Walking The Plank: Elizabeth DuPont

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Elizabeth (Tiedemann) duPont

Elizabeth (Tiedemann) duPont

Elizabeth (Tiedemann) duPont got her first taste of the sea while in her early 20s off Newport, Rhode Island, watching the final race of the 1983 America’s Cup from an 85-foot spectator boat. Today she’s the owner of Seascope Yacht Charters and the caretaker of a fleet of five wooden vessels, including the historic 12 Meters Gleam and Northern Light.

DuPont started in the charter business after leaving a hotel career to work as a mate for Seascope aboard the 12 Meter Gleam. Here she met her future husband Bob Tiedemann, who had formed the charter business after buying Gleam in 1975. The couple worked together for a few years, restoring a 62-foot wooden commuter yacht named Pam before tying the knot in 1994.

They continued to grow the business, specializing in team-building activities aboard the 12 Meters while adding a 40-foot double-ended launch named Fawan to the fleet. Bob died of pancreatic cancer in 2006, which left Tiedemann at the helm of Seascope and its classics.

Today duPont and her husband, Lane, work hard to keep the fleet well-maintained and Coast Guard-compliant for charter. She says it has been a challenge during the past 11 years, and she hopes to find new caretakers for this special fleet.

First memory of being on a boat: Growing up in the farm areas of South Jersey, we weren’t exposed to sailing in open water. However, I remember canoeing with my three brothers in the local creek about the age of 6. In my early 20s, after moving to Newport, I had the unforgettable experience of watching the final race of the America’s Cup in 1983 aboard an 85-foot powerboat.

First boat you owned (or skippered): I met my late husband Bob in 1991, and we worked together on the water and in the boatyard for 15 years. In May 2006, with his passing, I inherited the fleet of wooden boats consisting of the prewar 12 Meters Gleam and Northern Light; a vintage 62-foot commuter yacht, Pam; a 54-foot classic Alden yawl, Mariner; an historic 40-foot glass cabin launch, Fawan; and a vintage unrestored Lawley-built powerboat, L’Allegro. With only charter income and some dedicated souls, it has been a financial challenge keeping the fleet in good condition, structurally sound and Coast Guard-compliant.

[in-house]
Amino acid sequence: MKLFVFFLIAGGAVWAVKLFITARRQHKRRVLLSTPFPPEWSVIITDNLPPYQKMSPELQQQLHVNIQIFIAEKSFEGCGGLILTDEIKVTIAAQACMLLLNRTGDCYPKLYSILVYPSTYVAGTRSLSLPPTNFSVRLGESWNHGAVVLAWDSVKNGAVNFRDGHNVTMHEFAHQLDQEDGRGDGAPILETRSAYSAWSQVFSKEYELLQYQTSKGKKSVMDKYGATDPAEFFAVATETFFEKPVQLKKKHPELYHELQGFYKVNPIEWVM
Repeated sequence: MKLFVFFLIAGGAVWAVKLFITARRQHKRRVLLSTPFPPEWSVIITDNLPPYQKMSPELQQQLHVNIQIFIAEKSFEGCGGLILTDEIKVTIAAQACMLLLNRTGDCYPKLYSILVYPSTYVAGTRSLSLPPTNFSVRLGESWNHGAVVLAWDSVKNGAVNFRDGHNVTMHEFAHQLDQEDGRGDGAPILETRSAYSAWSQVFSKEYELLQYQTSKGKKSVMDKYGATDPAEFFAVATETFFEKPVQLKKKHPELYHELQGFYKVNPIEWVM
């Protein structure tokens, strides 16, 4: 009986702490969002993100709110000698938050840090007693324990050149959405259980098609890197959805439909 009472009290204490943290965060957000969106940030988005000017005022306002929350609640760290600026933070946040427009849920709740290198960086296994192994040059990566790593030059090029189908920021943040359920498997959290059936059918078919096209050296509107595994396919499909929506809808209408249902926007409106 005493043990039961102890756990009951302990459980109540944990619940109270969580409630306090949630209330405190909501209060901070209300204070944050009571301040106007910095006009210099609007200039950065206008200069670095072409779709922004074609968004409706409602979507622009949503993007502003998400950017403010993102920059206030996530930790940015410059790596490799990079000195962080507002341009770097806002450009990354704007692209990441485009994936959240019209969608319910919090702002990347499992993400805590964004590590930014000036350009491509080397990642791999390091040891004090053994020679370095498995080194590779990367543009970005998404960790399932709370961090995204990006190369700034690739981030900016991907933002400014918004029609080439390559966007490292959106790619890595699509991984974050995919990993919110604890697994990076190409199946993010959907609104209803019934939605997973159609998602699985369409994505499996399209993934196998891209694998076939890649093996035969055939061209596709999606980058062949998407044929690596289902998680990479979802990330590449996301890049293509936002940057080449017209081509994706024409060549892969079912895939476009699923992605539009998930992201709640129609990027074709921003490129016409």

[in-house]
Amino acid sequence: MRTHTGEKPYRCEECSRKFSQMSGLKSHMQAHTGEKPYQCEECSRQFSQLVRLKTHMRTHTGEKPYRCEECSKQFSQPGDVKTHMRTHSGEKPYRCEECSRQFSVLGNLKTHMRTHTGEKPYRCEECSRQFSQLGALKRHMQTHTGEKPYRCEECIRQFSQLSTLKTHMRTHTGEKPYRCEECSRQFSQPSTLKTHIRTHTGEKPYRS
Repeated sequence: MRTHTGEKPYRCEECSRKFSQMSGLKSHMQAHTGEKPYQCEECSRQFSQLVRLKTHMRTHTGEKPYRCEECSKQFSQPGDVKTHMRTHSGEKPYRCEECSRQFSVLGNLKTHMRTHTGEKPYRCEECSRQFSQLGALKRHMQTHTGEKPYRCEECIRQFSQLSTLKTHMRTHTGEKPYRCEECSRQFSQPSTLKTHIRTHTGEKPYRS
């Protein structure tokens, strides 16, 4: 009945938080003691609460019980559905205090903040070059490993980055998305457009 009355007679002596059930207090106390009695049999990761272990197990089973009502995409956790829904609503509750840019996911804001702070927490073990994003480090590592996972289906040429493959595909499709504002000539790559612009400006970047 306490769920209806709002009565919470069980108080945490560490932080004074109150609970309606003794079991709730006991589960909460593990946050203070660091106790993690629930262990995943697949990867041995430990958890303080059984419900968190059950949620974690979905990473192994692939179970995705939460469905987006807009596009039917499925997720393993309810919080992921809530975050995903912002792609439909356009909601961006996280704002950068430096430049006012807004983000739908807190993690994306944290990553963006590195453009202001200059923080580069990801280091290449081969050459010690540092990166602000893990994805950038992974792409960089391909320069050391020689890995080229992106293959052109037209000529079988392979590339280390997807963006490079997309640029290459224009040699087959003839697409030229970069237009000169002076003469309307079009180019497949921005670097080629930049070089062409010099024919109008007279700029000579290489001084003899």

Last or current boat (owned or skippered): Perhaps I am a glutton for punishment! Last summer, my husband, Lane, and I bought a 32-foot Wasque, which was built in 1974. She is fiberglass with no brightwork (phew), and we named her Zig Zag.

Favorite boat you’ve owned (or skippered): Many of our charter guests have asked me that question over the last 27 years. My answer is to ask if they have children. If they do, I ask which child is their favorite?

Your dream boat (to own or skipper): My dreams have come true, and now the yachts in the Tiedemann collection are ready to make someone else’s dream a reality.

Most rewarding sailing experience: Sailing Gleam in the Solent for the Cowes Jubilee in 2001, followed by the “Grand Tour” in the Mediterranean. We competed in Porto Cervo, Monaco, Cannes and St. Tropez with the other prewar 12 Meters — truly the highlight of my sailing career.

Scariest adventure aboard: Sailing Gleam from Edgartown, Massachusetts, to Nantucket for the Opera House Cup at night in extreme conditions — 40-plus-knot gusts, big seas, low freeboard and only three people aboard. It took more than six hours, and the charterer was about to call the Coast Guard when we arrived hours later than expected.

Most memorable experience aboard: Sailing in Europe for two and a half months in 2001. However, in 2008, winning the Newport Cup aboard Northern Light with Capt. Kyle Dufur and crew with seven first-place finishes was spectacular, indeed.

Longest you’ve been at sea without setting foot on land: Probably just two days during one of the tall ship events along the East Coast. With the day-charter business, we mostly offer half- and full-day outings in Narragansett Bay.

Favorite destination so far: St. Tropez, France. I have had the great pleasure of racing aboard Gleam and other classic yachts in more than six regattas over 20 years.

Favorite nautical book: Atlantic: The Last Great Race of Princes, by Scott Cookman.

Favorite nautical cause you support and why: Sail Newport (sailnewport.org). Kim Cooper and Brad Read run an amazing operation. They make it possible for beginners and youth to learn how to sail, run a world-class event such as the Volvo Ocean Race and provide professional race committees for the many local and international regattas.

Favorite quote about the sea: “Don’t sit and wait. Get out there, feel life. Touch the sun and immerse in the sea.” — Rumi

This article originally appeared in the March 2018 issue.